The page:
The best advice I can give you is to make the crowd feel connected with the band. Get them involved with the music in any way you can by playing appropriate material for the mood, taking requests, and talking to the crowd. Our rythm guitarist does an hourly "attitude check" over the mic to get everyones blood flowing a bit. I thought it was corny at first but it seems to work pretty well.

    Playing in a cover band is'nt exactly my ideal playing situation but I'm learning alot from it, i'm making some extra money, i get free beer, and i have my pick of drunk chicks (kidding).......well some times it's fun.
    Last edited by travelin travis; 09-09-2006 at 06:32.

  9. #9
    Duditz is offline Newbie
    Join Date
    Aug 2006
    Posts
    19
    Thanks
    0
    Thanked 0 Times in 0 Posts
    Rep Power
    0
    I dont think the obscure stuff goes over very well either. When my band is playing a bar we do stuff from Beatles, Stones, Zepplin, Alice in Chains, Nine Inch Nails, Bowie, Metallica, Soundgarden, all kinds of stuff. We throw in some current radio drivel too. We also do about 25% original stuff.

    The most important thing to get an audience into what your doing is to be into it yourselves. Choose songs you really like but ones you can also perform really well. Confidence is the key. The key to confidence is practice and preparation.

    I also like to have 2 or 3 beers before we get going to loosen up. It helps me to be fearless lol. When I feel confident and fearless I tend to commit fully to the performance and the audience responds to that commitment rather than to a particular song.

  10. #10
    travelin travis is offline Been Here, Posted That
    Join Date
    Nov 2004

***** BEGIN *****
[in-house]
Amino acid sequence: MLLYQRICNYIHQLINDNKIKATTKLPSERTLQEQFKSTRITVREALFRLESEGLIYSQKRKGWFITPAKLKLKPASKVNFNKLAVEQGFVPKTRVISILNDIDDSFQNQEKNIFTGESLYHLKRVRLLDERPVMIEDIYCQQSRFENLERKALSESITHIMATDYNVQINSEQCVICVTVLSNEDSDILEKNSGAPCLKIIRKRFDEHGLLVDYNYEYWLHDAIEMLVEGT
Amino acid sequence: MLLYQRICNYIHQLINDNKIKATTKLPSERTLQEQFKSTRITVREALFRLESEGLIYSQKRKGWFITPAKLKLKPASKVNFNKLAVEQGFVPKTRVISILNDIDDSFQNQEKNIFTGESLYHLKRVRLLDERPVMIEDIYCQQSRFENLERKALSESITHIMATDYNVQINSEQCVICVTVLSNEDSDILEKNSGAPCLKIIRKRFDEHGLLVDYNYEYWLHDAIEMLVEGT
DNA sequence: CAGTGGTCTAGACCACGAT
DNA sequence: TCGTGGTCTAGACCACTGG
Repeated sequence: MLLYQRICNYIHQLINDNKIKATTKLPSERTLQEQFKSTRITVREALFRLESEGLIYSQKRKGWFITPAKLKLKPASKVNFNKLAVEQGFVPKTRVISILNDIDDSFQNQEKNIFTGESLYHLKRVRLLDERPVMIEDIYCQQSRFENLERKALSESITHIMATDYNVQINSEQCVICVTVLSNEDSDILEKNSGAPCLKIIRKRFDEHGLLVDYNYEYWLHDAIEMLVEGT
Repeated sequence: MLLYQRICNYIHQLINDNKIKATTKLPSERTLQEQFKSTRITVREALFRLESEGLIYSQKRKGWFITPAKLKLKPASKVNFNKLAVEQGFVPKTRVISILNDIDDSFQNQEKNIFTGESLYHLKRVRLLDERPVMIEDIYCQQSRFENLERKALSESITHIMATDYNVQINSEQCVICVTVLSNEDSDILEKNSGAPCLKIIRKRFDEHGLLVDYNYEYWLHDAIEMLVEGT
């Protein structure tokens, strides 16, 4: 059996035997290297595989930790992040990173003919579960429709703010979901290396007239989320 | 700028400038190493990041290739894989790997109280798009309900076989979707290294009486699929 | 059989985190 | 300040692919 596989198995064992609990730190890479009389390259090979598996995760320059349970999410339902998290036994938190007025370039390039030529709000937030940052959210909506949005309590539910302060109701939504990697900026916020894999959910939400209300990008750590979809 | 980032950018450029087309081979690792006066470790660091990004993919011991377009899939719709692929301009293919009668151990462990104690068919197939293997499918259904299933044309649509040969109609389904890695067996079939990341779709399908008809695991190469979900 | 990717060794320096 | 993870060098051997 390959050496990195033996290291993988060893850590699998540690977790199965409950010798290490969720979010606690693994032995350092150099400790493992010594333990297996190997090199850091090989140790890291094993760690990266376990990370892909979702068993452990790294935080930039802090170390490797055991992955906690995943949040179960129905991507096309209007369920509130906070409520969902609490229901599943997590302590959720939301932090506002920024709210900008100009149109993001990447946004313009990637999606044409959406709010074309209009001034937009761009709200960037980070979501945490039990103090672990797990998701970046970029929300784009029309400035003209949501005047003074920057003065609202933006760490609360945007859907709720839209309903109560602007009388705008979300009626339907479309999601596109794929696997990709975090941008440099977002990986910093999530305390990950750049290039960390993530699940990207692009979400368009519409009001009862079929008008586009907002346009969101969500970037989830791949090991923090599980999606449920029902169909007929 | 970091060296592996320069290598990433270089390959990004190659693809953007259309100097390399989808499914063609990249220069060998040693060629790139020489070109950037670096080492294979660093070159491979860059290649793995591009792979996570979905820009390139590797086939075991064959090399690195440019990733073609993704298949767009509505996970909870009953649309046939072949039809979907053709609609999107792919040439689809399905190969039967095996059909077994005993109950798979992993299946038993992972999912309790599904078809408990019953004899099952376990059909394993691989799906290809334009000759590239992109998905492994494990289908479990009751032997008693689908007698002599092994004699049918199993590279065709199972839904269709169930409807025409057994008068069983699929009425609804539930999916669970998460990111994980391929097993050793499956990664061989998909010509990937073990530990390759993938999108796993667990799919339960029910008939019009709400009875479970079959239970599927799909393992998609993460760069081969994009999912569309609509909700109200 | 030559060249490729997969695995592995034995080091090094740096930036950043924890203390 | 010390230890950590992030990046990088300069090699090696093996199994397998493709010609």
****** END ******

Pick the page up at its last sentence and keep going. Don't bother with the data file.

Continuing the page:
Posts
    5,679
    Thanks
    0
    Thanked 0 Times in 0 Posts
    Rep Power
    441886
    just wanted to add to what duditz said. being loose definately helps me out too but keep your enthusiasm on a leash. our other guitarist gets a little too loose some times and makes us all look like assholes.

Page 1 of 5 1 2 3 ... LastLast

Thread Information

Users Browsing this Thread

There are currently 1 users browsing this thread. (0 members and 1 guests)

Similar Threads

  1. Deep mixing: when you could not mix bad even if you wanted to
    By CyanJaguar in forum Mixing Techniques
    Replies: 44
    Last Post: 05-21-2002, 21:21
  2. "Data DR" scratch repair device works!!
    By ap in forum Digital Recording & Computers
    Replies: 0
    Last Post: 05-02-2002, 18:50
  3. Copyright Mumbo Jumbo
    By Cooperman in forum Marketing Your Music / Publicity
    Replies: 18
    Last Post: 07-19-2000, 16:07

Posting Permissions

  • You may not post new threads
  • You may not post replies
  • You may not post attachments
  • You may not edit your posts
  •  
Special 93% Offer

Got beats? Samples? Mixing and mastering services? Get a head start with this 93% OFF special offer!